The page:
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Re: [Czechlist] ireferaty

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  • Valerie Talacko
    I meant the other way round - I knew you called trousers pants, but it was news to me that you also called them trousers. ... Yes. It s also fair to say that
    Message 1 of 19 , Feb 1, 2008
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      I meant the other way round - I knew you called trousers pants, but it was news to me that you also called them trousers.

      >Those lists usually contain differences that don't exist, and they don't list differences that do exist.

      Yes. It's also fair to say that at least 75% of the usually-unlisted ones occur in the realm of baby care!

      ----- Original Message -----
      From: James Kirchner
      To: Czechlist@yahoogroups.com
      Sent: Friday, February 01, 2008 1:55 PM
      Subject: Re: [Czechlist] ireferaty



      On Feb 1, 2008, at 5:25 AM, Valerie Talacko wrote:

      > When do you call pants trousers, btw? (and a store a shop - I did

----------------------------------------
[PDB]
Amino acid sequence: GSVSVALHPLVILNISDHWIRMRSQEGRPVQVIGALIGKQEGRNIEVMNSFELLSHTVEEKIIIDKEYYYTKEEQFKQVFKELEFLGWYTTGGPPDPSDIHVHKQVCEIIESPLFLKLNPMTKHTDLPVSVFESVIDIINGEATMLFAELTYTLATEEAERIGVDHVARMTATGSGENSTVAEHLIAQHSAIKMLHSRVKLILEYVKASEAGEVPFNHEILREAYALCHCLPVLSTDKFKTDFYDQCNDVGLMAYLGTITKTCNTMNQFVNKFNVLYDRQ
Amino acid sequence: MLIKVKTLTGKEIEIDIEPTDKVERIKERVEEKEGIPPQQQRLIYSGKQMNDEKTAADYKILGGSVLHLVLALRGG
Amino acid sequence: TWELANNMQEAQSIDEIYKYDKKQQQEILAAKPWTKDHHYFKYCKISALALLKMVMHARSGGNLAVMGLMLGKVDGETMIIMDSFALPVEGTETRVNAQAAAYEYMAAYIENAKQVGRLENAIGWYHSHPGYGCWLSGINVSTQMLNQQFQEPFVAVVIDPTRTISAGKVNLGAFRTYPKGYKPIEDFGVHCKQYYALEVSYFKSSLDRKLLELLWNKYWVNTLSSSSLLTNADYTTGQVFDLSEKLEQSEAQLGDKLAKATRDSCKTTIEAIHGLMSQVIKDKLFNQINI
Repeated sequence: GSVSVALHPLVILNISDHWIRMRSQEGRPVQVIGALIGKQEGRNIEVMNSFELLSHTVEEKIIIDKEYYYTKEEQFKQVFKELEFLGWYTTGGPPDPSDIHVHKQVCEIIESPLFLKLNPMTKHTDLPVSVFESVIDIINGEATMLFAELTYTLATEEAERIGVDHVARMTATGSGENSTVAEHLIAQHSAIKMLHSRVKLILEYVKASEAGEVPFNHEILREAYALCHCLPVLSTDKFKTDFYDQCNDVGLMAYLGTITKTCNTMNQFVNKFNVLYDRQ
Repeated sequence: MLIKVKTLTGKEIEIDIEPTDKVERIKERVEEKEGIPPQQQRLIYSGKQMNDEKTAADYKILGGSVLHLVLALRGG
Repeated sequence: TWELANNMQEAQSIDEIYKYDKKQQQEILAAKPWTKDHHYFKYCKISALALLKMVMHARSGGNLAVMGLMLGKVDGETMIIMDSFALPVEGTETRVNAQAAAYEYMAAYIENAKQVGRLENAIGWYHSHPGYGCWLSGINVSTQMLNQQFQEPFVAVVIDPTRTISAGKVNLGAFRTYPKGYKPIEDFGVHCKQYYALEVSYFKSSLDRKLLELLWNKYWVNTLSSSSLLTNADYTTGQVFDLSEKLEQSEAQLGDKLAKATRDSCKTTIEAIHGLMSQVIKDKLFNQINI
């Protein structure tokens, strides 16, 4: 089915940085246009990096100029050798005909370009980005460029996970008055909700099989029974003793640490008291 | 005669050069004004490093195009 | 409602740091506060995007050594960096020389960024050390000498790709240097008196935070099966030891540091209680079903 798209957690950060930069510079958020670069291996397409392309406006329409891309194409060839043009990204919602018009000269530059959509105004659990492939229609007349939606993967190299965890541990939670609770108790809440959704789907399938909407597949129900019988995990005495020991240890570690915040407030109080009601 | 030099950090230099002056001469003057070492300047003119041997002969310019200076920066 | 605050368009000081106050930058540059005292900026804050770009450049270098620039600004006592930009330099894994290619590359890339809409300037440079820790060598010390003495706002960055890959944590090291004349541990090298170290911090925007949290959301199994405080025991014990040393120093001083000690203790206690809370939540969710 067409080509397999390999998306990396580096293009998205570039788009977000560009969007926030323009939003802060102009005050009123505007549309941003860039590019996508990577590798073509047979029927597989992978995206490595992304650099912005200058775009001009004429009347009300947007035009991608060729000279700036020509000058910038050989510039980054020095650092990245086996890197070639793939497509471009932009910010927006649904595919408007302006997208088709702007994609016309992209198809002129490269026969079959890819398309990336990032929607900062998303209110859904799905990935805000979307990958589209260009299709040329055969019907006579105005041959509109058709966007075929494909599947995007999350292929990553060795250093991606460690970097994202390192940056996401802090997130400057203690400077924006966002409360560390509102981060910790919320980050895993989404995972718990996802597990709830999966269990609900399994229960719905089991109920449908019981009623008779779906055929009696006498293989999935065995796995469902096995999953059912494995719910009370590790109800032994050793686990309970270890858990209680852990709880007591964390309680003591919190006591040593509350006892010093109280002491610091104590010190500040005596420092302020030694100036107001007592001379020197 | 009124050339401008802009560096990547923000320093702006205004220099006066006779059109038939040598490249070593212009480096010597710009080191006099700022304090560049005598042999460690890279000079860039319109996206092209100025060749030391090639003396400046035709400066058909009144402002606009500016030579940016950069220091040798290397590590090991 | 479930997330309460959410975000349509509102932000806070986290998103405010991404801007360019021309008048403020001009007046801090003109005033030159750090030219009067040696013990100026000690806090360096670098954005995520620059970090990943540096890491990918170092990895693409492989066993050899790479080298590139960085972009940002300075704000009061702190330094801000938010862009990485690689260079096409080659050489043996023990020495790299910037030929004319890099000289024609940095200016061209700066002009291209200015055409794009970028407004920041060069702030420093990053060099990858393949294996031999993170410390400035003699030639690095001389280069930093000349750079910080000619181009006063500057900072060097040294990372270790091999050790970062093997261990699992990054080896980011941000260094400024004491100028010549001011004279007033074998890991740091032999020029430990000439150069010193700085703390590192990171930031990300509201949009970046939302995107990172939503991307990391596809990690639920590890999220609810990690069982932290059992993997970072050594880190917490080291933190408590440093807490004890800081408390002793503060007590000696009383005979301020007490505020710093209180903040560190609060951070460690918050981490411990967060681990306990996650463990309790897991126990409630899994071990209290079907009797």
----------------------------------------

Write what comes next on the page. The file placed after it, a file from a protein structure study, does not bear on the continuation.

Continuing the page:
> know this but have forgotten)

      We call trousers pans whenever we want to. There's no rule or
      particular time we do it. (What the British ESL books call "pants"
      are our underpants.) On rare occasions, we also use the word
      "britches", so when we say that a small child has "filled his britches".

      That whole bit about the vocabulary "differences" between British and
      American English is bogus at least 50% of the time. Those lists
      usually contain differences that don't exist, and they don't list
      differences that do exist. I always wonder who creates them. After
      reading those lists all my life, imagine my surprise when I went to
      the UK and saw things being sold in "cans". (We usually call an
      elegant, decorated can a tin, by the way.)

      In the US, you occasionally (but rarely) get a list like that where
      the term that's claimed to be "British" is really cockney rhyming
      slang. There's no explanation. They just say the weird term is
      "British".

      Jamie

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